As much as I didn't enjoy my hour plus commute home from the office everyday, it did give me something that I'm now missing in my working life - mental space. That hour on the tube / train gave me the time to reflect on the day just done, and prepare for the next, as well as providing me with a physical sense of leaving the work day behind. By the time I got home, I was ready for what awaited me there - making dinner, going for a run or just chilling.
Now my commute consists of walking down the stairs, and making the mental shift from 'work' to 'home' in that time just isn't possible, and I found that I was spending time thinking about work when I was supposed to be in 'home mode', not ever really switching off.
It's a common problem, and has come up during my sessions with clients over the last few months.
Planning a 'shut-down' process that gives your brain the signals it needs to switch off from work, and move into the next phase of the day. The idea comes for the amazing Cal Newport, and you can read about what he does each day here.
Shut down Processes
Shut-down rituals or processes are things that you do at the end of every day or working session (eg if you are working in 3 hour blocks because you are juggling childcare, you'd do a short version at the end of each session) which effectively 'end' your working time for the day and allow you to hit the ground running the next day. They don't have to take very long - 10/15 mins is all you need.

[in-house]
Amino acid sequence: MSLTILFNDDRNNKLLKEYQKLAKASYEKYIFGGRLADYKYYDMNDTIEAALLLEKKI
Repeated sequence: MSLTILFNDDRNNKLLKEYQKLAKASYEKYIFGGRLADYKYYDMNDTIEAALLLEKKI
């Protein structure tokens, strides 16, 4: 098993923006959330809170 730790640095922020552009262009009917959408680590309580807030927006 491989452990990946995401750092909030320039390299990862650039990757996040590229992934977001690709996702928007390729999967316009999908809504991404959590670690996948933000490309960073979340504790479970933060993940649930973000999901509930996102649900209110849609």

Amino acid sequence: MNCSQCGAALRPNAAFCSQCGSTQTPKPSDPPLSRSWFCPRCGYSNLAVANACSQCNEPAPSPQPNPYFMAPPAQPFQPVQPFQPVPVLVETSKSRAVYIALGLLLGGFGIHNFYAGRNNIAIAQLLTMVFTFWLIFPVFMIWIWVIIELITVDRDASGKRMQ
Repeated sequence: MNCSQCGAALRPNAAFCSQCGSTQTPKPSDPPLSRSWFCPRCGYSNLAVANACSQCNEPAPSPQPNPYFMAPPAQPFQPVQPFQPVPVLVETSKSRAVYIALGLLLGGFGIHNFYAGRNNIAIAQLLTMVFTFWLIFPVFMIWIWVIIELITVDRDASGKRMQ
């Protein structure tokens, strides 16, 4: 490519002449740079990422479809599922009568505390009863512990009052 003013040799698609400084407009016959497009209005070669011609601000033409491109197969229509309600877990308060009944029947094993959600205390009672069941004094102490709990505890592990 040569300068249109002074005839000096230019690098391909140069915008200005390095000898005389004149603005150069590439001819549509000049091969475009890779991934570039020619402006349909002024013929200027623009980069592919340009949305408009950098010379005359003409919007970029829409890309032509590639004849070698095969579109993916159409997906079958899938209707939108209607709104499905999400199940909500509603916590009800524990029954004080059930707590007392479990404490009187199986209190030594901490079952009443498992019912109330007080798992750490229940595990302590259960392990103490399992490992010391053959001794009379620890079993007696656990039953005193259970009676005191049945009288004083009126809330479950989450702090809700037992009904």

I've been exploring what makes a great shutdown process, and I've come up with a few things things I think need to be included.
A final check of emails to check everything important has been answered, or marked as needing attention the next day.
Preparing your to-do list for the next day, and identifying the Most Important Task to be done (MIT)
Checking your calendar for last minute meeting additions
Saving / closing all files so that you can start the next day fresh
Packing away work items (laptop, folders etc) into a box or bag at the send of the session / day - this is useful if you are temporarily working in your bedroom, as you don't want to start associating your bedroom with work! Packing everything up is also helpful if you are working in a number of locations and stops you rushing around madly 2 minutes before a call trying to find a particular piece of paper!
If you are prone to checking work messages outside of your working time, you can try moving work related email / messenger apps to a different screen of your phone. This is a quick way of reducing the temptation to 'just have a quick look" when you aren't working.
Once you have completed the close down tasks take a minute to think of what went well that day - what were your wins, what were your learnings? If you like journalling, you could keep a note of these to look back on.
As you leave your work space, take a moment to stretch - if you've been sitting down for an extended period, getting yourself moving again will energise you, and get you ready for the next thing you are doing.
The final thing I've found helpful is to make a plan to do a particular activity immediately after your working time, for example, for me it's having a snack with the kids but it could be phoning a friend, or going for a walk, as this creates a mental trigger for your brain to switch into 'non-work' mode.
All of these things can be done in just a few minutes, but can make a huge difference to how you feel.
I've been doing it for a few weeks now and as I'm working in short sprints due to childcare, I just allocate 5 mins at the end of the session to mentally and physically tidy up and update to-do / done lists. It has made me much more productive, as I know what I'm doing when I sit down to work, and I'm more able to switch off as I know all things work related are under control.
So if you are struggling to switch off at the end of the day, why not give it a go? Leave a comment below and let me know how you get on!